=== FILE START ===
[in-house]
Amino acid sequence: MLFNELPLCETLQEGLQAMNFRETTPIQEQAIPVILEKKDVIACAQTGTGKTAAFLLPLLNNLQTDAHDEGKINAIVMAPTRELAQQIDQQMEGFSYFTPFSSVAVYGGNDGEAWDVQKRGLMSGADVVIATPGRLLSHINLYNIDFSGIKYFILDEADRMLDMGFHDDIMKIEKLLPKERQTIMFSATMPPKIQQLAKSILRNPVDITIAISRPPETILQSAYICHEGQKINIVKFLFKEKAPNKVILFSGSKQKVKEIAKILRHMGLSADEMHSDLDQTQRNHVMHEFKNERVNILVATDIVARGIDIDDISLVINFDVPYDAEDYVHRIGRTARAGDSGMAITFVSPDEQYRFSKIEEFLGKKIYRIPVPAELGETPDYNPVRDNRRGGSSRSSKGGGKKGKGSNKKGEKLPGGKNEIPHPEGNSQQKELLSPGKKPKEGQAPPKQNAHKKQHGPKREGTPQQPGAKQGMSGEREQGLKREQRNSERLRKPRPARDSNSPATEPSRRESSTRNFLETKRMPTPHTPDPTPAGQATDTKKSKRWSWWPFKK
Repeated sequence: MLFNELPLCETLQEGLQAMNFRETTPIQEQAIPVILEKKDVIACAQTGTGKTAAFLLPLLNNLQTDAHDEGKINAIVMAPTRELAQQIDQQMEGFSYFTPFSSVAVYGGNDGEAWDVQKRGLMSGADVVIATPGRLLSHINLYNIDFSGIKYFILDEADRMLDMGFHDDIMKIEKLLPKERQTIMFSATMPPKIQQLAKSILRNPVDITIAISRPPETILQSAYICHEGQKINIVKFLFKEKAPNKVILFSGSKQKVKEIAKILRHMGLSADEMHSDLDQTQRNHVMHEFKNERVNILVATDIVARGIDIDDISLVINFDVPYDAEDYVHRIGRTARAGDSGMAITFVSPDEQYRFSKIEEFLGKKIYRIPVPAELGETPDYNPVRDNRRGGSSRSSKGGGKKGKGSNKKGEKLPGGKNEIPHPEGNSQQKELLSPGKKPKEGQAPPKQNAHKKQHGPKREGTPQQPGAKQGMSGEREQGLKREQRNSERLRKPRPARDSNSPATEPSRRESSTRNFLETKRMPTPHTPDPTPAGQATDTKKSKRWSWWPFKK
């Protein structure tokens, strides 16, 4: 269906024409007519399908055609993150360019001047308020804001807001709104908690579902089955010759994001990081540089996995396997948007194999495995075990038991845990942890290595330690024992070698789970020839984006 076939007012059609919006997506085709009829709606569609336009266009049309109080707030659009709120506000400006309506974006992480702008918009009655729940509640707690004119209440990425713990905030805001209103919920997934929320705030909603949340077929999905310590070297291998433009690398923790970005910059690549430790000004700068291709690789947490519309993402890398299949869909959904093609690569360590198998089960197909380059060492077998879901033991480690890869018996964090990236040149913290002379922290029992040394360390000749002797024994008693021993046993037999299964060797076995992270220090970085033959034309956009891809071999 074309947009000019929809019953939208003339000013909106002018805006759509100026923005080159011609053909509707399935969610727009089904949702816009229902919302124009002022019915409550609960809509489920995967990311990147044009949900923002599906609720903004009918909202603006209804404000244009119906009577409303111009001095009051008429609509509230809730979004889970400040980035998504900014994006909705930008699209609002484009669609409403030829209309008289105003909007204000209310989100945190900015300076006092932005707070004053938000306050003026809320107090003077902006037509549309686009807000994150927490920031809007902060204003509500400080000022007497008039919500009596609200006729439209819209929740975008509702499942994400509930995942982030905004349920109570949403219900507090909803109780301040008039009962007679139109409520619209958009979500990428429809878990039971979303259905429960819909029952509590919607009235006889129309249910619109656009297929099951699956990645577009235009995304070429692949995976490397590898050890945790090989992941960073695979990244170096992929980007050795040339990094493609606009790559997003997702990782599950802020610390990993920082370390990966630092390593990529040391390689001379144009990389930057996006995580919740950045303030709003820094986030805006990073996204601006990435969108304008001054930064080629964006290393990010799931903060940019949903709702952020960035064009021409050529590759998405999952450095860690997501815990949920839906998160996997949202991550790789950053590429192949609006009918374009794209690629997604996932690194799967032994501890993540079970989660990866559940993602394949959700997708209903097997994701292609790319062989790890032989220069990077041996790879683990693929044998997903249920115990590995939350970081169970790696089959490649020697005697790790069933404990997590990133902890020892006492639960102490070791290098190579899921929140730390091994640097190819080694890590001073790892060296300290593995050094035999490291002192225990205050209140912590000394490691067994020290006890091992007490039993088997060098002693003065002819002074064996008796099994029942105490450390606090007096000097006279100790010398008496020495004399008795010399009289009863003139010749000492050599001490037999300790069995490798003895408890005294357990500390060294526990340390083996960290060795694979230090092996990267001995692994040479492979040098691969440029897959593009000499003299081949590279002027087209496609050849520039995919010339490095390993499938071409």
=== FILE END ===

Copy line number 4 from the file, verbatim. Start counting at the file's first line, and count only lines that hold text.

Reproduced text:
């Protein structure tokens, strides 16, 4: 269906024409007519399908055609993150360019001047308020804001807001709104908690579902089955010759994001990081540089996995396997948007194999495995075990038991845990942890290595330690024992070698789970020839984006 076939007012059609919006997506085709009829709606569609336009266009049309109080707030659009709120506000400006309506974006992480702008918009009655729940509640707690004119209440990425713990905030805001209103919920997934929320705030909603949340077929999905310590070297291998433009690398923790970005910059690549430790000004700068291709690789947490519309993402890398299949869909959904093609690569360590198998089960197909380059060492077998879901033991480690890869018996964090990236040149913290002379922290029992040394360390000749002797024994008693021993046993037999299964060797076995992270220090970085033959034309956009891809071999 074309947009000019929809019953939208003339000013909106002018805006759509100026923005080159011609053909509707399935969610727009089904949702816009229902919302124009002022019915409550609960809509489920995967990311990147044009949900923002599906609720903004009918909202603006209804404000244009119906009577409303111009001095009051008429609509509230809730979004889970400040980035998504900014994006909705930008699209609002484009669609409403030829209309008289105003909007204000209310989100945190900015300076006092932005707070004053938000306050003026809320107090003077902006037509549309686009807000994150927490920031809007902060204003509500400080000022007497008039919500009596609200006729439209819209929740975008509702499942994400509930995942982030905004349920109570949403219900507090909803109780301040008039009962007679139109409520619209958009979500990428429809878990039971979303259905429960819909029952509590919607009235006889129309249910619109656009297929099951699956990645577009235009995304070429692949995976490397590898050890945790090989992941960073695979990244170096992929980007050795040339990094493609606009790559997003997702990782599950802020610390990993920082370390990966630092390593990529040391390689001379144009990389930057996006995580919740950045303030709003820094986030805006990073996204601006990435969108304008001054930064080629964006290393990010799931903060940019949903709702952020960035064009021409050529590759998405999952450095860690997501815990949920839906998160996997949202991550790789950053590429192949609006009918374009794209690629997604996932690194799967032994501890993540079970989660990866559940993602394949959700997708209903097997994701292609790319062989790890032989220069990077041996790879683990693929044998997903249920115990590995939350970081169970790696089959490649020697005697790790069933404990997590990133902890020892006492639960102490070791290098190579899921929140730390091994640097190819080694890590001073790892060296300290593995050094035999490291002192225990205050209140912590000394490691067994020290006890091992007490039993088997060098002693003065002819002074064996008796099994029942105490450390606090007096000097006279100790010398008496020495004399008795010399009289009863003139010749000492050599001490037999300790069995490798003895408890005294357990500390060294526990340390083996960290060795694979230090092996990267001995692994040479492979040098691969440029897959593009000499003299081949590279002027087209496609050849520039995919010339490095390993499938071409």